Journey through Bali

We landed in Bali in the rainy season which is the “slow” season. we haven’t really planned anything, it just fit our schedule. On most days in the afternoon or during the night there were thunderstorms and pouring rain. We didn’t mind, We loved the lushness and the cloud formations over the volcanoes.

Bali is a small island and desperate for tourists, especially during the slow season. People are friendly and warm but there’s an intensity I recognize from Israel, to sell you on the place. Most of the people have never left the island, not even to neighboring islands. They are steep in their unique Dharma Hinduism and traditions, they are a minority in Indonesia, and they are poor. They constantly want you to appreciate their place, be happy, leave your money, and come back again with your family and friends.

I have to admit that as much as I loved the place, it became tiresome, especially with the hawkers who beg and beg of you to buy their merchandise at the entrance to all of the attractions. And you are expected to bargain and slice the price, and you are always in the dark as to what is the real price. It happened more than once that I saw the same thing I bought way cheaper one stall or one town away.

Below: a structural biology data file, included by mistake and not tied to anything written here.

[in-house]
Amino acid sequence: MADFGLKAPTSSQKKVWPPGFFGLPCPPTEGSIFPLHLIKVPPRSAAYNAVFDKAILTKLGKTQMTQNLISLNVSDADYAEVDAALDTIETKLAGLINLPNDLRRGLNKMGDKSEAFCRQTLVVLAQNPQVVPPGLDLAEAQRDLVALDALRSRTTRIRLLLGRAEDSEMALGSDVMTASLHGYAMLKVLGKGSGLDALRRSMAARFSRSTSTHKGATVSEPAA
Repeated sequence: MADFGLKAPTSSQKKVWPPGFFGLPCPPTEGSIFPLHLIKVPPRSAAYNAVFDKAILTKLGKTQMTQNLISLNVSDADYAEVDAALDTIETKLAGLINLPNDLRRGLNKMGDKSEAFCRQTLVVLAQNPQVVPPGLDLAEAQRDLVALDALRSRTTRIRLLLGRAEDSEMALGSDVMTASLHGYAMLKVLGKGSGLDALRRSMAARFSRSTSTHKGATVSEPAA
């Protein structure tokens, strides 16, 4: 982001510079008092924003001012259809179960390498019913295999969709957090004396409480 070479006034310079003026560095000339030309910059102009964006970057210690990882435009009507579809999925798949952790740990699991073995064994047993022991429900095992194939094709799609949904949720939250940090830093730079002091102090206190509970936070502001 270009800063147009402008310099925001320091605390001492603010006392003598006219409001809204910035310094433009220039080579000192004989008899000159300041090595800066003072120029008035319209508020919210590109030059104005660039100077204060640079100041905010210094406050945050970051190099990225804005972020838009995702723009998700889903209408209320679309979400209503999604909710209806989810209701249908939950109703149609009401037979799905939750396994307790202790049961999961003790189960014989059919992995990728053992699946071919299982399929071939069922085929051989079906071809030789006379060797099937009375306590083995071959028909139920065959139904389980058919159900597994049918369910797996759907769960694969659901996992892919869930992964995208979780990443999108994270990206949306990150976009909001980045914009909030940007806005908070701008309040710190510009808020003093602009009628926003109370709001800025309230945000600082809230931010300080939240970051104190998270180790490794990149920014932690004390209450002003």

The surprising fact is that even in established stores you can bargain.

Saraswati the goddess of knowledge, science, and the, arts

Sita and Ram, statuses like this are everywhere. They are the foundation myth, figures from the Ramayana storyline.

It was inevitable

Yes, the day has come for us to fly back to Colorado. Tonight to Seoul and then the long leg to Seattle.

We stayed two nights in luxury and beauty at Dewa Phuket Resort, just south of the Phuket airport. Five minutes to the beach. Two pools. Wonderful spa massage staff. I had planned several weeks ago to get two massages before our departure — yesterday and today. Done.

I’m heart-broken to leave this beautiful, heart-warming country. Matan was right and we obeyed. The Thai language is a huge challenge and the alphabet is smashingly difficult: 42 characters, 15 diacritical marks. One would never be able to learn it. And all those curlicues? Huh? Leftovers from Sanskrit. But I would try.

Low costs, even low low low costs. We bought lots and lots of gifts. You will see.

Yes, this is Thai

Bali Bali

A fascinating place! The Balinese people are wonderful! Incredibly warm and welcoming. Always curious to find out where do we come from. Most of them have never been out of Bali or even out of their own region of Bali. And they are content. There was only one taxi driver who told us that he dreams of flying in an air plane and go to NY and Paris, and he added: “But this will never happen.”

Bali is mostly Hindu 80% and the rest are Buddhists, Muslims and Christians. They never even heard of Israel or Judaism. Their official languages are Balinese and Indonesean, but most of them speak English quite well, unlike in Thailand. Their AlphaBet is in Latin letters which makes life easier for us when reading names of places and menus.